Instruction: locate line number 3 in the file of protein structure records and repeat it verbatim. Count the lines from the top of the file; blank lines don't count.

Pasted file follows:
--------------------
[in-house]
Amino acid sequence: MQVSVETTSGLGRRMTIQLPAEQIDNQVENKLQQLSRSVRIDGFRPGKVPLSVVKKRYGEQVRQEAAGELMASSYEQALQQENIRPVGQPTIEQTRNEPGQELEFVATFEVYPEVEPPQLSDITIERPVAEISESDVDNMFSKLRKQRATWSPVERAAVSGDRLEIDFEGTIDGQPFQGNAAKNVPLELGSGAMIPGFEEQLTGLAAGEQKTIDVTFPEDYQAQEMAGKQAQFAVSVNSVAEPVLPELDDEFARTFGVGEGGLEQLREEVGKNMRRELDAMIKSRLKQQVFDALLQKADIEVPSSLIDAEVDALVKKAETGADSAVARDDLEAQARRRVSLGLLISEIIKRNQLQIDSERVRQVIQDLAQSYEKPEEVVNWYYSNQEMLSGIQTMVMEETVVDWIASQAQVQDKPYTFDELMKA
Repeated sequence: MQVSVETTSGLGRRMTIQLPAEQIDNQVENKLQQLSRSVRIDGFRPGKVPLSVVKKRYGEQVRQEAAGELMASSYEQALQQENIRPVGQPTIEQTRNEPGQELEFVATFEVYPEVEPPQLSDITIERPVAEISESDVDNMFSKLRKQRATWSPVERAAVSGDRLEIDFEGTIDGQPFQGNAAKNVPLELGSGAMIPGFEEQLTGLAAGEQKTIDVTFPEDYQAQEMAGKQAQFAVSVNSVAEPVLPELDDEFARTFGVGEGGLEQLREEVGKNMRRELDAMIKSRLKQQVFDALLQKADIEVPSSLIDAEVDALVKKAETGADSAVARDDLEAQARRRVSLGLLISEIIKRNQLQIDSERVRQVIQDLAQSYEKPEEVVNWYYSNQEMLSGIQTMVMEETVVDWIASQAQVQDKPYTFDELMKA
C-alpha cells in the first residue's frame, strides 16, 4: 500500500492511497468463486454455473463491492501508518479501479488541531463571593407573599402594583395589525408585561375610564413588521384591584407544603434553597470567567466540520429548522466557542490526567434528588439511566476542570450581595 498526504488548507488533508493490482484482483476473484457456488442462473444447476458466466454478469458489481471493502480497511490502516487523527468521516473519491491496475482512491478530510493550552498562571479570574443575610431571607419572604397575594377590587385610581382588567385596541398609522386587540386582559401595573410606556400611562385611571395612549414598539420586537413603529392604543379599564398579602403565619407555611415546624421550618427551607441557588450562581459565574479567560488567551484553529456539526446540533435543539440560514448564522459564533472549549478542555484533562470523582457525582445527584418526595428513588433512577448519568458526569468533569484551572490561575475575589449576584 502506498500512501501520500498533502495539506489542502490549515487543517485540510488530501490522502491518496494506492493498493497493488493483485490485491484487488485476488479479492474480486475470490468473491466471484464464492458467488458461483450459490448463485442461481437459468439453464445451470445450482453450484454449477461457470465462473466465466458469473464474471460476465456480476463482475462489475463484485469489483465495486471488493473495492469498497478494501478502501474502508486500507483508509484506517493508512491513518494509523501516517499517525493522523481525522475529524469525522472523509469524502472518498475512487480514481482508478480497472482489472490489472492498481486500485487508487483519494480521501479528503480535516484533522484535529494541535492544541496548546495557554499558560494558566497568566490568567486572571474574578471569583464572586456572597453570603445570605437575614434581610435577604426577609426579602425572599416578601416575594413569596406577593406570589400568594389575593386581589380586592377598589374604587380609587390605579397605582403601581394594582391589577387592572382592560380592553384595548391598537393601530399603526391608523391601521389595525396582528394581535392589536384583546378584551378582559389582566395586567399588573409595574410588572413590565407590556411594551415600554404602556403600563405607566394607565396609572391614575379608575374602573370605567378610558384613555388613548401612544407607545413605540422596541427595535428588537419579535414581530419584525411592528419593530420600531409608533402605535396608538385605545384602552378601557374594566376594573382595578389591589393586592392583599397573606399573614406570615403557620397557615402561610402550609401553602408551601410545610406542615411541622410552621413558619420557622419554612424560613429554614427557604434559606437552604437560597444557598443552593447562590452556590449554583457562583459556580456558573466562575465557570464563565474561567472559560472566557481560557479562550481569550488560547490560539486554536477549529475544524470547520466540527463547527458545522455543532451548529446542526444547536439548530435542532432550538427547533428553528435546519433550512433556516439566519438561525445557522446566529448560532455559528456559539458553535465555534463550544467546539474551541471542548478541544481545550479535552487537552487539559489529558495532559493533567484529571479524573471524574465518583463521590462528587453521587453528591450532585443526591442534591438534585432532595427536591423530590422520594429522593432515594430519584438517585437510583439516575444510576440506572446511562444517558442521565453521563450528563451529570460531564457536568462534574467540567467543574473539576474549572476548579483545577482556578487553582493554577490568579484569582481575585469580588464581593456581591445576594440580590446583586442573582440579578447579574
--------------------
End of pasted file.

Repeated sequence: MQVSVETTSGLGRRMTIQLPAEQIDNQVENKLQQLSRSVRIDGFRPGKVPLSVVKKRYGEQVRQEAAGELMASSYEQALQQENIRPVGQPTIEQTRNEPGQELEFVATFEVYPEVEPPQLSDITIERPVAEISESDVDNMFSKLRKQRATWSPVERAAVSGDRLEIDFEGTIDGQPFQGNAAKNVPLELGSGAMIPGFEEQLTGLAAGEQKTIDVTFPEDYQAQEMAGKQAQFAVSVNSVAEPVLPELDDEFARTFGVGEGGLEQLREEVGKNMRRELDAMIKSRLKQQVFDALLQKADIEVPSSLIDAEVDALVKKAETGADSAVARDDLEAQARRRVSLGLLISEIIKRNQLQIDSERVRQVIQDLAQSYEKPEEVVNWYYSNQEMLSGIQTMVMEETVVDWIASQAQVQDKPYTFDELMKA